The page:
The Electrical Resistivity Method

Naming conventions

In this primer we use the term electrical resistivity to refer both to the method and the property which is being measured. While this terms are commonly used, it is important to be aware that

  • The term electrical resistivity can refer both to a complex property (meaning that it has both a real and imaginary part) or to the real part of that complex property. Or, for actual soils electrical resistivity will often be a complex property, and electrical resistivity instruments can measure either this complex property or only the real part of this complex property. A detailed discussion of this and of complex resistivity in general is given on this EPA website
  • There are other alternative names which are used to describe the electrical resistivity method. Some of these names refer to methods which measure complex resistivity
  • Some companies who collect and process electrical geophysics data refer to their approach by a name which is specific to their company to indicate some real or perceived difference between their approach and approaches by other groups. While there are a number of different ways in which data can be collected, processed and visualized it is important that the basic principles and underlying physics of electrical geophysical methods are the same for everybody. Claims of exclusivity should be carefully considered.
  • In most cases electrical resistivity as a method refers to method where we have contact between the earth and the electrodes through galvanic coupling. However, a class of instruments and methods exist where we have capacitive coupling. Data from capacitive methods (which are especially appealing for land streamers and towed systems) can in general be processed is electrical resistivity data but subtle differences exist in processing and interpretation.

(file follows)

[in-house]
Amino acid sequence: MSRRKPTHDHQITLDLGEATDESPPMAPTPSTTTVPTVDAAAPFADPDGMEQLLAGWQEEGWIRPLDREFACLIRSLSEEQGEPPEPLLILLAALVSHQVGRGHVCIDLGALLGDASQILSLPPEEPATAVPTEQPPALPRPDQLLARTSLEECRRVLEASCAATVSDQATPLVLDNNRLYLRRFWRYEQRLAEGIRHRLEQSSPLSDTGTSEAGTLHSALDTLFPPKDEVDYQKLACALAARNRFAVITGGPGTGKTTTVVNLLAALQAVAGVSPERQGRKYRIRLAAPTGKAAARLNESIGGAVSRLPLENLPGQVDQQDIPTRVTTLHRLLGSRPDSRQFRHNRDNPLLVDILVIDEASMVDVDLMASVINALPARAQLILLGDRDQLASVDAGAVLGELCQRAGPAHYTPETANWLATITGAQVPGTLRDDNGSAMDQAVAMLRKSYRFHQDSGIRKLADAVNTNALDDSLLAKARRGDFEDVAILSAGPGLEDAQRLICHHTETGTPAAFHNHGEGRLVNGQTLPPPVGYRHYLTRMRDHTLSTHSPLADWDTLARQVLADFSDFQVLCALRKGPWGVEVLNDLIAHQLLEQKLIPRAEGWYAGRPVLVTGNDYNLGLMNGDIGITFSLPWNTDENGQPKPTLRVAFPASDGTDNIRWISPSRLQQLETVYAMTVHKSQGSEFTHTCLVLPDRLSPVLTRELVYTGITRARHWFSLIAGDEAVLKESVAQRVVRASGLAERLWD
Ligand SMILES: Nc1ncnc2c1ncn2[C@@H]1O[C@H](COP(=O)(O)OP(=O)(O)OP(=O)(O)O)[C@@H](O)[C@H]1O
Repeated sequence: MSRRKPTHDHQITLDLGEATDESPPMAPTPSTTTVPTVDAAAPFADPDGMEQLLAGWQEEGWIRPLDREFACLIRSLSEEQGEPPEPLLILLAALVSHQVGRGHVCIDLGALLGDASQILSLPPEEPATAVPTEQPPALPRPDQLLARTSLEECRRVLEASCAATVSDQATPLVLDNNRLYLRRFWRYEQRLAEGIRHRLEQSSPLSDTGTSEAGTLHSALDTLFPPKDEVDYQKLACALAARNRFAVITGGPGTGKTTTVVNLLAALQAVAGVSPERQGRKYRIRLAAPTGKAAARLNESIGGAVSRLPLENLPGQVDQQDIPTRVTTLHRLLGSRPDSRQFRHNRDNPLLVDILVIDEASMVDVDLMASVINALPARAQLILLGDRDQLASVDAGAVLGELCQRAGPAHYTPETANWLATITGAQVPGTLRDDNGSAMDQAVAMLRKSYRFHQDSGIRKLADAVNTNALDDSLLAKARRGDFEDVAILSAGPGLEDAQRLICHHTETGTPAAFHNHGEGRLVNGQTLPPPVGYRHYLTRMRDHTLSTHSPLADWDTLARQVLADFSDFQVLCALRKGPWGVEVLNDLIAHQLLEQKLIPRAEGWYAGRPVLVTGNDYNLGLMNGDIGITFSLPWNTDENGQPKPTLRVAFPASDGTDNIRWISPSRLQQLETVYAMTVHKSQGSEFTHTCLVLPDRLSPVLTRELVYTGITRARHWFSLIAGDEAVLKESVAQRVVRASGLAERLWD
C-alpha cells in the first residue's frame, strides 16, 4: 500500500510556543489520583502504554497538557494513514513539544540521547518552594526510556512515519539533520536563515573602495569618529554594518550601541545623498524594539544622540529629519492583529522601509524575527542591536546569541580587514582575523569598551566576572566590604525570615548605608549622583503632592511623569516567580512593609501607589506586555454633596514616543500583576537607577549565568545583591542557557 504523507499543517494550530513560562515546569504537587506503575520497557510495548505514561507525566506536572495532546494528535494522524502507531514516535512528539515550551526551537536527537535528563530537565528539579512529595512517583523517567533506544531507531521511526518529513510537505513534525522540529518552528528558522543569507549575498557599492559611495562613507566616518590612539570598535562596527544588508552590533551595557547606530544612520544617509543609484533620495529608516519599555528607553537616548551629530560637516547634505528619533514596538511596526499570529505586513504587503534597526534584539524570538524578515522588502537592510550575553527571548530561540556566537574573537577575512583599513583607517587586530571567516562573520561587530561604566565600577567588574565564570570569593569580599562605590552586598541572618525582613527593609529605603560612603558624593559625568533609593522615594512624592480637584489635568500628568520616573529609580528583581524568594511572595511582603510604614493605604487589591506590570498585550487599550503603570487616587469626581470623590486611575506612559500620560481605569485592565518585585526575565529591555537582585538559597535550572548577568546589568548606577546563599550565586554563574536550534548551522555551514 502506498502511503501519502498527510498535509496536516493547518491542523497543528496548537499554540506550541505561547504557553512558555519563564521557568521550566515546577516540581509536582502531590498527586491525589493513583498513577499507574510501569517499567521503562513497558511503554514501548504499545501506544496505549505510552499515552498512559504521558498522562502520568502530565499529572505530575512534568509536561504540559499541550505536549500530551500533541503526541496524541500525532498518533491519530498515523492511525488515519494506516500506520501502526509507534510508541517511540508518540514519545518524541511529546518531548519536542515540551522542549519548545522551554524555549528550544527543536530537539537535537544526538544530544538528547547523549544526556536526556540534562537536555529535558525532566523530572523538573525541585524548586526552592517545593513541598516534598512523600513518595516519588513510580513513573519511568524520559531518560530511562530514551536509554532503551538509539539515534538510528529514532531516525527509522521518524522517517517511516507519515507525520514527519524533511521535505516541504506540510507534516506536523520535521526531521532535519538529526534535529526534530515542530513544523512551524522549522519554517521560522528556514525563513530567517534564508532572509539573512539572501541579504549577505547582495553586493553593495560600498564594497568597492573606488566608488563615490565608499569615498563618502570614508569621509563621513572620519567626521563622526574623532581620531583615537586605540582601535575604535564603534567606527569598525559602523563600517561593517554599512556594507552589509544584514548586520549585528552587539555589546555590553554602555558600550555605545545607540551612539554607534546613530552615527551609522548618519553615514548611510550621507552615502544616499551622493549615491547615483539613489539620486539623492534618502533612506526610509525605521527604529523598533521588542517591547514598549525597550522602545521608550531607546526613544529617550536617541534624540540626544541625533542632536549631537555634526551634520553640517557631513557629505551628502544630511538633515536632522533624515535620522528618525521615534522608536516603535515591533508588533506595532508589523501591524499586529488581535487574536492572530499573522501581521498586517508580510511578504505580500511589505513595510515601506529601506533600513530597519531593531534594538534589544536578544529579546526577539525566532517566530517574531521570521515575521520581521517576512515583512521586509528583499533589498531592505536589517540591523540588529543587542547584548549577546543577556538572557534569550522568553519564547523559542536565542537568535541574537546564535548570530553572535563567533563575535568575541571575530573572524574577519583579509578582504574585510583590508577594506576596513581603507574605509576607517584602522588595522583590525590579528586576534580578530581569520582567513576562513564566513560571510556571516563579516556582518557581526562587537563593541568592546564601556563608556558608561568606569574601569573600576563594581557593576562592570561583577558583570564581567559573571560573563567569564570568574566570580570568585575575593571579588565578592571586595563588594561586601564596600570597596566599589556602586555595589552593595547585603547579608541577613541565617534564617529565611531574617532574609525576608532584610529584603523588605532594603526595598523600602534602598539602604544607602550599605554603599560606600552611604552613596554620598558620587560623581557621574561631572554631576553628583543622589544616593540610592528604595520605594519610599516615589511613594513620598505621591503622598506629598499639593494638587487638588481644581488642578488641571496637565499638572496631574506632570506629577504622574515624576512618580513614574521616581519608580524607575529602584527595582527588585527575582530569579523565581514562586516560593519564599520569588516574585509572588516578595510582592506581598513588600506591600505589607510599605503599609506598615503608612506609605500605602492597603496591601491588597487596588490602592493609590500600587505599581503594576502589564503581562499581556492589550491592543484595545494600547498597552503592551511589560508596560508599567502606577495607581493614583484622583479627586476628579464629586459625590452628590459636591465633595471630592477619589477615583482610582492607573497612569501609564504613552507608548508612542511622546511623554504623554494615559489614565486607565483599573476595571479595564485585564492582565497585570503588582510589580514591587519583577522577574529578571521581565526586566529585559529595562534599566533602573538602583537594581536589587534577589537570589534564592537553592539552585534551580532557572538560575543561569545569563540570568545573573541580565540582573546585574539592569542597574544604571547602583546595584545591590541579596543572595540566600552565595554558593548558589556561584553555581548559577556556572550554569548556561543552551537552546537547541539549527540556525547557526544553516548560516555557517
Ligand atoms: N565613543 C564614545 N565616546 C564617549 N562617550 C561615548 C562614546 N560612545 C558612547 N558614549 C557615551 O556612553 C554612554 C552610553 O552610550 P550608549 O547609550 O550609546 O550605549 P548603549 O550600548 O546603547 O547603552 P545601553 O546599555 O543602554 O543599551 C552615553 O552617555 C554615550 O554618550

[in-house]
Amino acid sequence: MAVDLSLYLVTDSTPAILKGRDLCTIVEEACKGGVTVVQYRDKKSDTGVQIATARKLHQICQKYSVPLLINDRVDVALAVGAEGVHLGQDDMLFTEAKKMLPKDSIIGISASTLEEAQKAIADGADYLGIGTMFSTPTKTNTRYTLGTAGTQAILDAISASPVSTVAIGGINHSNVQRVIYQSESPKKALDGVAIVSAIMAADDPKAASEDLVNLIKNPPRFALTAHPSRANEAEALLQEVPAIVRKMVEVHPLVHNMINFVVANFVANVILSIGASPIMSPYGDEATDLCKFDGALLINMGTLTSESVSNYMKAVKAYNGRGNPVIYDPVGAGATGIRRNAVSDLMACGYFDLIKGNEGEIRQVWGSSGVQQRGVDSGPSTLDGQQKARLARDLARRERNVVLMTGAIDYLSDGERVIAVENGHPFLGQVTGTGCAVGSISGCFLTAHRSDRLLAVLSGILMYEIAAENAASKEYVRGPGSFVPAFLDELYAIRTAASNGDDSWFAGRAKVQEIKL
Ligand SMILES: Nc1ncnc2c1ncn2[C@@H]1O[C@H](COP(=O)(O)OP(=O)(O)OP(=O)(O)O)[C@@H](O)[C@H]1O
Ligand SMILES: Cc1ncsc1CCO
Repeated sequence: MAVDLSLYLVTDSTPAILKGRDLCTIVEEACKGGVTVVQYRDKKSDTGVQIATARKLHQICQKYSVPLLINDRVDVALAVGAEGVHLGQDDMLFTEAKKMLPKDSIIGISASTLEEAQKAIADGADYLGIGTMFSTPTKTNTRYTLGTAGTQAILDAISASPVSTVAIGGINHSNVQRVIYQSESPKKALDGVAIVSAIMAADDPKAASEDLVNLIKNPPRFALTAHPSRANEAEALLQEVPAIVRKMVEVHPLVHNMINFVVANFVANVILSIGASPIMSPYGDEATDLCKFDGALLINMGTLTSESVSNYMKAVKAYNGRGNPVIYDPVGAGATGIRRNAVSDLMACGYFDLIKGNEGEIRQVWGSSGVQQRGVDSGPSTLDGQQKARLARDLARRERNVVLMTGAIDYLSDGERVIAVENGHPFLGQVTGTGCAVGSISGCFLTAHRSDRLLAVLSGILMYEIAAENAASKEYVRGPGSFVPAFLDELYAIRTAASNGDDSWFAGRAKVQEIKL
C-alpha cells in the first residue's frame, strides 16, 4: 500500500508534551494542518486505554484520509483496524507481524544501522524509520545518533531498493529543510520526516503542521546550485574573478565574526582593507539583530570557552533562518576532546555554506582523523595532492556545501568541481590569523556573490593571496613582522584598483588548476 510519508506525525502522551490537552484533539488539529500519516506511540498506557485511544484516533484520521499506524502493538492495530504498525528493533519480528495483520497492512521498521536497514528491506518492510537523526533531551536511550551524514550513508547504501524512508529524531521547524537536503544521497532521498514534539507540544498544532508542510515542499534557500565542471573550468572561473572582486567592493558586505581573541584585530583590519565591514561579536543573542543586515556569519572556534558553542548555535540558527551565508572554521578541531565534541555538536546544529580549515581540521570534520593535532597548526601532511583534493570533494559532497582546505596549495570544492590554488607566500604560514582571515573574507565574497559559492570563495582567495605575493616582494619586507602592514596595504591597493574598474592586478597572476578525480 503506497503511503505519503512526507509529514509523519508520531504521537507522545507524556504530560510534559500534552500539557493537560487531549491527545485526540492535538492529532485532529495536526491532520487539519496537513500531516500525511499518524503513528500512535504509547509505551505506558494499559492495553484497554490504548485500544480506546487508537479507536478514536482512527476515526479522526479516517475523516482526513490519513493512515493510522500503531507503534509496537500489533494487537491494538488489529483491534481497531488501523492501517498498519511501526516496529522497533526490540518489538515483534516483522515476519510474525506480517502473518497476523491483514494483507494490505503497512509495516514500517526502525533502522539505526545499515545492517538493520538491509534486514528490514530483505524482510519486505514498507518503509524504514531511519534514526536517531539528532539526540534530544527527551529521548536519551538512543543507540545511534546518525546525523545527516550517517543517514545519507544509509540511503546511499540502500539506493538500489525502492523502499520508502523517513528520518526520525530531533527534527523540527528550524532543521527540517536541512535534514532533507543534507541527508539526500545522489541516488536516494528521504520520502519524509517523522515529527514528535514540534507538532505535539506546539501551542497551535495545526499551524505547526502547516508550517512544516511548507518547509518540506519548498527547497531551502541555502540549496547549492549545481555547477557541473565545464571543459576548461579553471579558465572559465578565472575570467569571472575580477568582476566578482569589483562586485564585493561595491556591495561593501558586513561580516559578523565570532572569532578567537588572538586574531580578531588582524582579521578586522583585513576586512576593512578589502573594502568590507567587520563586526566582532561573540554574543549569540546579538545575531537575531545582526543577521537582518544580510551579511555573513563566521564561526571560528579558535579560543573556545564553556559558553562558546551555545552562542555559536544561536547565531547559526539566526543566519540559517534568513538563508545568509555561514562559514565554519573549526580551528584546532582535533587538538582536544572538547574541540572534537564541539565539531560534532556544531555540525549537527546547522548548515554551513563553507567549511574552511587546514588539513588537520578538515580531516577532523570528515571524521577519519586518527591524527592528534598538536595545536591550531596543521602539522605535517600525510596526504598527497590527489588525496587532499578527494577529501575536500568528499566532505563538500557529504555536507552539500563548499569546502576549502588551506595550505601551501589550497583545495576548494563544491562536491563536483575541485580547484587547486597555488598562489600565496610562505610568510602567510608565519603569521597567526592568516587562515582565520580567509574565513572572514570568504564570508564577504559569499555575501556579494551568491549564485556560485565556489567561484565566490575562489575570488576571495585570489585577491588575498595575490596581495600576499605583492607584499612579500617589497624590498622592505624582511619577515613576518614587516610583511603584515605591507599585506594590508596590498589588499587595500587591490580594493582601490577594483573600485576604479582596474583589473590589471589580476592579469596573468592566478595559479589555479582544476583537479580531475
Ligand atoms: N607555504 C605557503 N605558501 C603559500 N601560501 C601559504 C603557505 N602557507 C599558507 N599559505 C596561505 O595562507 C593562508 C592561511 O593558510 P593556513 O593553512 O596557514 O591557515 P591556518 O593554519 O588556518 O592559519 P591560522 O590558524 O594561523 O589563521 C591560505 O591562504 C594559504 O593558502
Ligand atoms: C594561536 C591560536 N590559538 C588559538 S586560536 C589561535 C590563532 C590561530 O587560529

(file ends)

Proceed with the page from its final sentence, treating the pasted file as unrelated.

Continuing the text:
Subsurface Insights staff prefers the term electrical geophysical methods to describe all methods in which we measure electrical properties of the subsurface, however there are many other terms out there. A term which is commonly encountered is ERT (which is an abbreviation of Electrical Resistivity Tomography, a term which originated in the use of electrical geophysical methods in a borehole setting). In many cases ERT is know also used to refer to surface resistivity acquisition, and in general ERT has become a synonym for electrical resistivity.

In cases where the complex resistivity is measured we often talk about IP (Induced Polarization) methods or CR (Complex Resistivity) methods, where the difference is that IP methods measure complex resistivity in the time domain whereas CR methods measure complex resistivity in the frequency domain. However, the hardware is typically referred to as electrical resistivity instruments.

In addition to the different naming for the method there is some substantial variability in naming conventions used for different datasets. The naming conventions given below make sense for Subsurface Insights staff but many other conventions exist

  • Resistivity measurement: A single four electrode measurement
  • Resistivity dataset: A collection of resistivity measurements which is used to generate a single distribution of subsurface electrical properties
  • Timelapse survey: A sequence of resistivity datasets
  • Resistivity measurement file: A file produced by the acquisition system. A dataset can consist of multiple files, or multiple datasets can be contained in one file
  • Reciprocal measurements: Two four electrode resistivity measurements in which the current electrodes in one measurement are used as potential electrodes in the other measurement. Reciprocal measurements should give the same apparent resistivity and comparing them allows for a rapid quality test.